There’s a lot of information out there on how to be more productive. Some of it is really useful, and some of it not so much. I’ve tried using a lot of the stuff out there, but only a few things have actually worked for me. One of which is goal setting. And when I say goal setting, I am talking about a clearly defined goal written down on a piece of paper. Not just something you think to yourself and say “It’d be nice to have that.”
There’s something about writing a goal down on a piece of paper that makes us more committed to it. Especially when you put that piece of paper in a place where you see it everyday. But goal setting isn’t what this post is about. This post is about how to achieve your goal once you have already set it, using these two simple steps:
- Create a Plan.
- Then Execute your plan.
When a person sets a goal but fails to achieve it, it’s typically because they don’t follow these two steps. They are either doing only one of the two steps, or (more often than not) are doing neither of them. And whenever they only do one of the two steps, its usually creating the plan that they fail to do. So while its great that they are taking action, a lot of times their actions are ineffective. That’s where the old cliche of “If you fail to plan, your planning to fail” probably comes from.
Its funny to see how many people will go out and do things without first creating a plan. When you watch your favorite football team play, you expect them to have planned for the game. Just like you expect the top executives of the corporation you own stock in to have a business plan they are following. You wouldn’t expect these professionals to do things without carefully planning them out first, so why would you?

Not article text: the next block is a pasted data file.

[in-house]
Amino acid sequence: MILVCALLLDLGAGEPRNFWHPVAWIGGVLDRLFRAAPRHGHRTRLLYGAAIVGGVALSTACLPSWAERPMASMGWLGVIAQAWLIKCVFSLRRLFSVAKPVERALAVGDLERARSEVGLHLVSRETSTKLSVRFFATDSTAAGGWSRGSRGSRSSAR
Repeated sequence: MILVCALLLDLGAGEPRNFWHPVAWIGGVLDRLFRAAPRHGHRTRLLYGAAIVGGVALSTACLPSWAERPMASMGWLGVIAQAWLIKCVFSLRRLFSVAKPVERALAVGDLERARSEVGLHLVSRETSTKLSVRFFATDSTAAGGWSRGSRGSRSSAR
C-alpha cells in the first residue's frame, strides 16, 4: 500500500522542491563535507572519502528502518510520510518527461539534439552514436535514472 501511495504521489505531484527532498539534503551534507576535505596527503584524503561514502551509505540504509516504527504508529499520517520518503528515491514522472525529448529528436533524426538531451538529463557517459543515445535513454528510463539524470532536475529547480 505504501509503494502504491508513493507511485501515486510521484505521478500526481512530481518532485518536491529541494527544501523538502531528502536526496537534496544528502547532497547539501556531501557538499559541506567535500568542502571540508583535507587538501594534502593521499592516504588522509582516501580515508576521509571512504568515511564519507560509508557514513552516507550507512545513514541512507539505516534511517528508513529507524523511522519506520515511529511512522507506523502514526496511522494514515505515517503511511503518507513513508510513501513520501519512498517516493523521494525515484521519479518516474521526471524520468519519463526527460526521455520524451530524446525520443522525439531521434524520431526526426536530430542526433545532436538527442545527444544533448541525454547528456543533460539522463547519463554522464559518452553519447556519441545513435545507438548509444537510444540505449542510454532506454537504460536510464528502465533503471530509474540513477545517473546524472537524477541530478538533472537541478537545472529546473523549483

When creating your plan, determine the steps you need to take to achieve your goal. Then, analyze each of these steps to make sure they’re being done in the smartest way possible. And by smartest, I mean the most logical and efficient manner of doing things (see the Smart vs Intelligent post). Once you have done this, visualize each step in your mind’s eye from beginning to end to make sure you didn’t miss anything. Once your plan is set, you are left with only one thing to do: execute it.
Well since I’ve already used one cliche in this post, I might as well use another. And here it is: “It’s a lot easier said than done.” Executing your plan without letting things or emotions get in your way is not always the easiest thing to do.
Let me give one of my real life examples. My goal is to be healthier. So my plan is to diet and exercise. The steps to my plan are simple. I wake up an hour earlier than normal every morning and go on a jog. And throughout the day I make a conscious effort to eat healthy. Sounds pretty easy right? Wrong! At least for me, when the alarm goes off early in the morning, resisting that snooze button is tough. And after I surmount that, I face the challenge of eating healthy (or avoiding eating unhealthy). My mind starts to populate with excuses like “Oh, you jogged this morning. You’ve already burned all the calories in those french fries.” It’s like there’s a constant battle going on in my head. Needless to say, my will power is tested.
And that is why having a plan is so important. The steps in your plan become orders for you to carry out. You don’t make any decisions on your feet (where your emotions can cloud your judgment) because the decisions have already been made. Now, I’m not saying that you shouldn’t revise your plan later on if necessary. But just be sure the revisions are indeed necessary and not just your emotions looking for an easy way out.